ARCHIVE: Alder’d States of Art in AP

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Jay Alders painted this image of Big Groovy Friend Donavon Frankenreiter for the surfer-slash-singer’s current tour. The artists are due to cross paths this Friday afternoon, on the boards of Asbury.

(First published on Red Bank oRBit July 23, 2009)

Who’s Jay Alders? Anyone even tangentially involved with surfing could answer in a flash, in the process of genuflecting before his trademark stingy-brim hat. He’s the 36 year old, based-in-Belmar (although he’s made noises about a relo to Long Branch) artist whose slinky fisheye visions on canvas and custom boards have been defining the surfing experience in visual-art terms for a couple generations’ worth of the sport’s practitioners, chroniclers and fanaticals.

His work’s been licensed by the likes of Billabong and Emergen-C; featured inSurfer MagazineFHM and Penthouse; offered up for charitable auction to benefit the Surfer’s Environmental Alliance and PETA. He’s a photographer, a graphic designer, an advocate for animal rights and healthy living.

But where is Jay Alders? We headed over to the beach and boardwalk at Asbury Park on an emailed tip that he’d be surfing out there somewheres; maybe stopping in at Lightly Salted Surf Mercado, where a display of his wares and works will be going up this weekend. No sign of him, ergo no big “get” interview — although we did have another fine repast at Pop’s Garage, where we spotted Chef Dan from Asbury Lanes‘ Snack World (as good an advertisement as any, we reckon).

Well, if it’s a Jay Alders Q&A you want, there are perfectly functional ones to be found here and here. If it’s Jay in person you’re looking for, come to the Surf Mercado and adjoining Langosta Lounge this Friday afternoon, June 24, when the artist will be present as they unveil a solo retrospective of his painted, printed and pictured endeavors. The Lounge, the Mercado and the Garage are of course all under the purview of surfers, foodies and filmies Marilyn Schlossbach and Scott Szegeski, who promise  still more excitement beyond the artist’s personal appearance.

wesJay Alders (right) is pictured with Wes Negus of 9Fish Surfboards at an event promoting the Alders-designed art surfboard for the company.

Like a lot of successful artists, Jay has a Big Scary Friend; actually a Big Groovy Friend, in Donavon Frankenreiter — the surfing star who parlayed his own close friendship with Jack Johnson into a new career as a cult-fave recording artist. Currently on tour, the singer and guitarist will be coming to the outdoor SummerStage at the Stone Pony on Friday for a 4:30pm earlybird show that features, among others, Gary Jules and another good friend of Jay’s, Allenhurst singer-songwriter Quincy Mumford.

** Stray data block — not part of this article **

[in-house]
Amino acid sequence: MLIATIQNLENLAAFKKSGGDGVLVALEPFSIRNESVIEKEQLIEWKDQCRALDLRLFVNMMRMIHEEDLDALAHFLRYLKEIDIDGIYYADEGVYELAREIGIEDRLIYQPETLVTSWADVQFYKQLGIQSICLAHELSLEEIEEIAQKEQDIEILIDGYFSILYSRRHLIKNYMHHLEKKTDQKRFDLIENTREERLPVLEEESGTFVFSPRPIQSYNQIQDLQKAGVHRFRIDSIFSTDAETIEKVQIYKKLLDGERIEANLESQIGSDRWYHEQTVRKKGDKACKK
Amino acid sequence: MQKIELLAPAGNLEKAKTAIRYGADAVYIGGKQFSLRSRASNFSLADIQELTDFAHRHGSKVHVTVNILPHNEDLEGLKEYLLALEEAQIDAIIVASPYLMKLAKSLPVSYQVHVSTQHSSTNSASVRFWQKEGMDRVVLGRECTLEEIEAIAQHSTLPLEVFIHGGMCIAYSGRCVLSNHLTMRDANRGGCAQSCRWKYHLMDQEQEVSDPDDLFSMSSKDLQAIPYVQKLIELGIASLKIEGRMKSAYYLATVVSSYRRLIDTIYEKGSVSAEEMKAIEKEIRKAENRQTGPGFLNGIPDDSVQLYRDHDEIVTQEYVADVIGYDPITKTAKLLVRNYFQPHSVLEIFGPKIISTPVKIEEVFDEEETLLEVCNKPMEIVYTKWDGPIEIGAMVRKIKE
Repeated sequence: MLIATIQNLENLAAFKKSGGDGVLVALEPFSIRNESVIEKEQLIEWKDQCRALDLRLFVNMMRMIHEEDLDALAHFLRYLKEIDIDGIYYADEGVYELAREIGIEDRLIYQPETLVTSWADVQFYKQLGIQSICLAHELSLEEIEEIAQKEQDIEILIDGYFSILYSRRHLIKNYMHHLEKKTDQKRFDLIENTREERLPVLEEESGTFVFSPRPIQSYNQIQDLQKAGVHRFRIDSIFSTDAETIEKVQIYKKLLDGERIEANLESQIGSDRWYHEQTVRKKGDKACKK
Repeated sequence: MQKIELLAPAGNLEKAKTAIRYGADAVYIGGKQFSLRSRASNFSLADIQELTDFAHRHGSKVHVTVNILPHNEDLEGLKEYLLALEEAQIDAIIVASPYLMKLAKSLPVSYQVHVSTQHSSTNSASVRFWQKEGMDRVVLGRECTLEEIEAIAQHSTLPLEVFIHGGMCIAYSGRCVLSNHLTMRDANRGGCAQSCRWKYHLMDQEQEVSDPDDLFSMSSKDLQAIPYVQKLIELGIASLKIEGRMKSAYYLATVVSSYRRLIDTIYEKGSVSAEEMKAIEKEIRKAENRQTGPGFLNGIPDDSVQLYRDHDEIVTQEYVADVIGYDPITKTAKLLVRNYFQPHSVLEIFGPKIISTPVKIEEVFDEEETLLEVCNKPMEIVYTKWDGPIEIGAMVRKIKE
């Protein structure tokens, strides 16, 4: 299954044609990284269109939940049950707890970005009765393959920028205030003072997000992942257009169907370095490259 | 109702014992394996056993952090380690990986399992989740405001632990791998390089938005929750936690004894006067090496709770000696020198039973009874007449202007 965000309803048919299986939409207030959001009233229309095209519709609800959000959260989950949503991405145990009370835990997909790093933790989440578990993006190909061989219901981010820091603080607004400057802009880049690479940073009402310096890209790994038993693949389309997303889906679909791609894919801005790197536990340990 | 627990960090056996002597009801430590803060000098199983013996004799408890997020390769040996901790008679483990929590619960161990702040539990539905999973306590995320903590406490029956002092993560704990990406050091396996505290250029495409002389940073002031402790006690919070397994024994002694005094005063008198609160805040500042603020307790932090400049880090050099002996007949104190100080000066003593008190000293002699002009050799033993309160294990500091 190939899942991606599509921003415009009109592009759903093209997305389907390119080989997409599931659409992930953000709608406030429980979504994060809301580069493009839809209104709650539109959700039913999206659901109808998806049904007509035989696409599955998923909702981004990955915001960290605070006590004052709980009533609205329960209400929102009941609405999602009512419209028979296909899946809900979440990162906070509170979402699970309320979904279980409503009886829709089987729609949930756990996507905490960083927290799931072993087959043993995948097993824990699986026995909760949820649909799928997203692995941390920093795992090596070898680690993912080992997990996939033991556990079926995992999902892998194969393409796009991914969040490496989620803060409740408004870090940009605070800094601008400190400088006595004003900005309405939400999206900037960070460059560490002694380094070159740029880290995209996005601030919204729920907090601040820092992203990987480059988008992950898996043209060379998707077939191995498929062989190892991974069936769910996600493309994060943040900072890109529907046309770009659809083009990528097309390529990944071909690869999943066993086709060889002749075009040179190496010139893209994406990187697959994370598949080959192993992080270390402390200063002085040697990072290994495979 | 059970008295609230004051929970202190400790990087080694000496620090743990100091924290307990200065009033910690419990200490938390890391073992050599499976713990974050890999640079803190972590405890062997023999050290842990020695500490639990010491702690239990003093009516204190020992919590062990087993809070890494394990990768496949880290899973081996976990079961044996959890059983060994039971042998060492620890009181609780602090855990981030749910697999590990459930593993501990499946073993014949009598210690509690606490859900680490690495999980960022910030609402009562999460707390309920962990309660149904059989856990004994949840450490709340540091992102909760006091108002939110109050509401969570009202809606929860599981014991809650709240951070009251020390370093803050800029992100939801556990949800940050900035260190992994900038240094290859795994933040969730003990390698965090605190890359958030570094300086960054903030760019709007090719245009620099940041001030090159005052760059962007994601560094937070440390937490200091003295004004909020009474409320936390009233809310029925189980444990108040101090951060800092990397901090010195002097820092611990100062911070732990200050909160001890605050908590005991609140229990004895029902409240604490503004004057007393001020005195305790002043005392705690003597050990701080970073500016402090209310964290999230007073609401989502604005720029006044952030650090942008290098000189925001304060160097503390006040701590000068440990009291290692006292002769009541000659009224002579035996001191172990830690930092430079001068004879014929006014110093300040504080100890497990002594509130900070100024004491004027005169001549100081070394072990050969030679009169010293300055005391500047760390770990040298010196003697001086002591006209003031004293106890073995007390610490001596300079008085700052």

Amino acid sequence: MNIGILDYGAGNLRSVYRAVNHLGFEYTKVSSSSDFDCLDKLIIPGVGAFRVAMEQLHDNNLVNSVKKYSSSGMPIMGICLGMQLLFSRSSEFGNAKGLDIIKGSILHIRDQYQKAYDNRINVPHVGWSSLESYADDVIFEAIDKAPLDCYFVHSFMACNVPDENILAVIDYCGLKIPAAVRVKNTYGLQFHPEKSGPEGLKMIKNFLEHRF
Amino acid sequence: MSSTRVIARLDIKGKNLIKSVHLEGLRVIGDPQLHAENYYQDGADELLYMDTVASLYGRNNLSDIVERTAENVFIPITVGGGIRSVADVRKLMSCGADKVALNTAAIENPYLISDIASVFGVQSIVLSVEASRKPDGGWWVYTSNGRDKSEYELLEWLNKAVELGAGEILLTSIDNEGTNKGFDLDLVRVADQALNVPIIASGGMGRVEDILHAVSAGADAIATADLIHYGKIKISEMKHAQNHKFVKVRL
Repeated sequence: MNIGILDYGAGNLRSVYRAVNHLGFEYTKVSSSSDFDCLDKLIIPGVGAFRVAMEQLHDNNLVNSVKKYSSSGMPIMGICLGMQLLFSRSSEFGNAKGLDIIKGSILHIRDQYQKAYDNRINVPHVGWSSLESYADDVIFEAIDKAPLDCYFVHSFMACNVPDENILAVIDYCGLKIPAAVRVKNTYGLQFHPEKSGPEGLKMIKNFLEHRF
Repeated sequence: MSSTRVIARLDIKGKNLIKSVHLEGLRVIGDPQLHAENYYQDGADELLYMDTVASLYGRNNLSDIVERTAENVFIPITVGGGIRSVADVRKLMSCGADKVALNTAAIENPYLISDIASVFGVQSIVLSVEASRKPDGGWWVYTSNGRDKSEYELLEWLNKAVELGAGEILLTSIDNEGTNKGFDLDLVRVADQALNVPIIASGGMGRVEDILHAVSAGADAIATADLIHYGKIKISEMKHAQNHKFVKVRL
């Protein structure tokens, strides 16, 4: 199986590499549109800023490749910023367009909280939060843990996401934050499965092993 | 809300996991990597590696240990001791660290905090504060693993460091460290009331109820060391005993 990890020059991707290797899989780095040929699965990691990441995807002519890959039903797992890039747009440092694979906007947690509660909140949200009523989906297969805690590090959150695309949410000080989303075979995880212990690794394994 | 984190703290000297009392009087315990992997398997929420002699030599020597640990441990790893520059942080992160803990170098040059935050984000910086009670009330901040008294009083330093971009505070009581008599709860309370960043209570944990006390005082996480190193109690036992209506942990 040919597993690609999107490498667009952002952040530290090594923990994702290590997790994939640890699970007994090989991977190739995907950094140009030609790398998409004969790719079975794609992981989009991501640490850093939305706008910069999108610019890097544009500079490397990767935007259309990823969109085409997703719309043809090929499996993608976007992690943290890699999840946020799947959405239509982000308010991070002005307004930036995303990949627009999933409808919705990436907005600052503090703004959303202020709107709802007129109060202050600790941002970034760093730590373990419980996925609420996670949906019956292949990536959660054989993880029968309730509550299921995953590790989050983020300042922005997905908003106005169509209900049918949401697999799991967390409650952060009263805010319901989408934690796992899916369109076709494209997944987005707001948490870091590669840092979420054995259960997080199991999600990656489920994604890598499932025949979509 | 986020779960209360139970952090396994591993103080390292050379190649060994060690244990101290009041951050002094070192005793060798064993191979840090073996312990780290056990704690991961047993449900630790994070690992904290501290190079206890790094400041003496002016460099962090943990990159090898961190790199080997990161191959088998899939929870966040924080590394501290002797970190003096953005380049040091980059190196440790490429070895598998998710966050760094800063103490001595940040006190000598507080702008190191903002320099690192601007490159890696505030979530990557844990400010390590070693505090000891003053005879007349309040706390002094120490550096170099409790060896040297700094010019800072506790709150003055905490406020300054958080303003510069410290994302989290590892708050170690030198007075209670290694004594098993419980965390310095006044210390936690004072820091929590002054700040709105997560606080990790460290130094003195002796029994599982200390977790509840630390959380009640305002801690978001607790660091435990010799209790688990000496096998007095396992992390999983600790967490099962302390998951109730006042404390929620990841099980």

Frankenreiter, who commissioned Alders to create his official tour art (and also invited his longtime fan to tour and jam with him and his band), is scheduled to be joining Jules and Mumford in an early-afternoon appearance at the surf shop — and also promised is a free musical performance on the boardwalk outside the store, located in the Third Avenue Pavilion. But wait, there’s more: $7 Mexican beer and burrito specials at the Lounge, along with promotional giveaways and raffles to benefit Clean Ocean Action.

The main attraction of the afternoon, however, remains the surf art of Jay Alders — vivid visions that combine the detached wide-angle scrutiny of the photographer’s eye with the sheer joy experienced by the photographer’s subject. You’ll see elements of Salvador Dali’s liquid, bendy world and Edvard Munch’s loopy landscaping — but you’ll also see brilliant walls and fields of energy-infused, almost sentient water that you’ll be compelled to touch, and which touch back.

Alders will be participating later this weekend in the Surfrider Foundation’s 25th Annual Art & Music Celebration in Port St. Lucie, FL — an on August 22, Jay and an allstar cast of surf luminaries will take part once again in the SEA’s annual White Water Party Fundraiser back home in Monmouth County.

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